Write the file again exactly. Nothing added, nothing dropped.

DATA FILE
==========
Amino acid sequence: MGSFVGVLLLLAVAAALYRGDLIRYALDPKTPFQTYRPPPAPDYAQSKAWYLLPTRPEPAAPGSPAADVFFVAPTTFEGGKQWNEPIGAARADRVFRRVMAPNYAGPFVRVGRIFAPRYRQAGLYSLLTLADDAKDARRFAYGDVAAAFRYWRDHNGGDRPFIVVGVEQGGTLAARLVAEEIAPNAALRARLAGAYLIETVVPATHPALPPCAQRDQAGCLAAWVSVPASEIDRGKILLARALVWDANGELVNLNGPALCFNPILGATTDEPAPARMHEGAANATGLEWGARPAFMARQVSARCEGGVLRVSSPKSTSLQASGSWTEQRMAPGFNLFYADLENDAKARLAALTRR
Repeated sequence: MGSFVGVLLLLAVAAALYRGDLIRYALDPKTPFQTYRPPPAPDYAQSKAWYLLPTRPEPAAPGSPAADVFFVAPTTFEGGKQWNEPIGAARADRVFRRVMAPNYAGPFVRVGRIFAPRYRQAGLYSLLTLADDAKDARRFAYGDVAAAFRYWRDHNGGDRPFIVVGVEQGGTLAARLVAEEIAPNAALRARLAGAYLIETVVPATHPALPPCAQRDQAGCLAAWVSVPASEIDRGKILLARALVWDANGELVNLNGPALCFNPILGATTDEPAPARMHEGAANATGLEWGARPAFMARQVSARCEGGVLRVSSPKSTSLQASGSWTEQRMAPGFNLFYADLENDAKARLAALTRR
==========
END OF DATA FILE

Amino acid sequence: MGSFVGVLLLLAVAAALYRGDLIRYALDPKTPFQTYRPPPAPDYAQSKAWYLLPTRPEPAAPGSPAADVFFVAPTTFEGGKQWNEPIGAARADRVFRRVMAPNYAGPFVRVGRIFAPRYRQAGLYSLLTLADDAKDARRFAYGDVAAAFRYWRDHNGGDRPFIVVGVEQGGTLAARLVAEEIAPNAALRARLAGAYLIETVVPATHPALPPCAQRDQAGCLAAWVSVPASEIDRGKILLARALVWDANGELVNLNGPALCFNPILGATTDEPAPARMHEGAANATGLEWGARPAFMARQVSARCEGGVLRVSSPKSTSLQASGSWTEQRMAPGFNLFYADLENDAKARLAALTRR
Repeated sequence: MGSFVGVLLLLAVAAALYRGDLIRYALDPKTPFQTYRPPPAPDYAQSKAWYLLPTRPEPAAPGSPAADVFFVAPTTFEGGKQWNEPIGAARADRVFRRVMAPNYAGPFVRVGRIFAPRYRQAGLYSLLTLADDAKDARRFAYGDVAAAFRYWRDHNGGDRPFIVVGVEQGGTLAARLVAEEIAPNAALRARLAGAYLIETVVPATHPALPPCAQRDQAGCLAAWVSVPASEIDRGKILLARALVWDANGELVNLNGPALCFNPILGATTDEPAPARMHEGAANATGLEWGARPAFMARQVSARCEGGVLRVSSPKSTSLQASGSWTEQRMAPGFNLFYADLENDAKARLAALTRR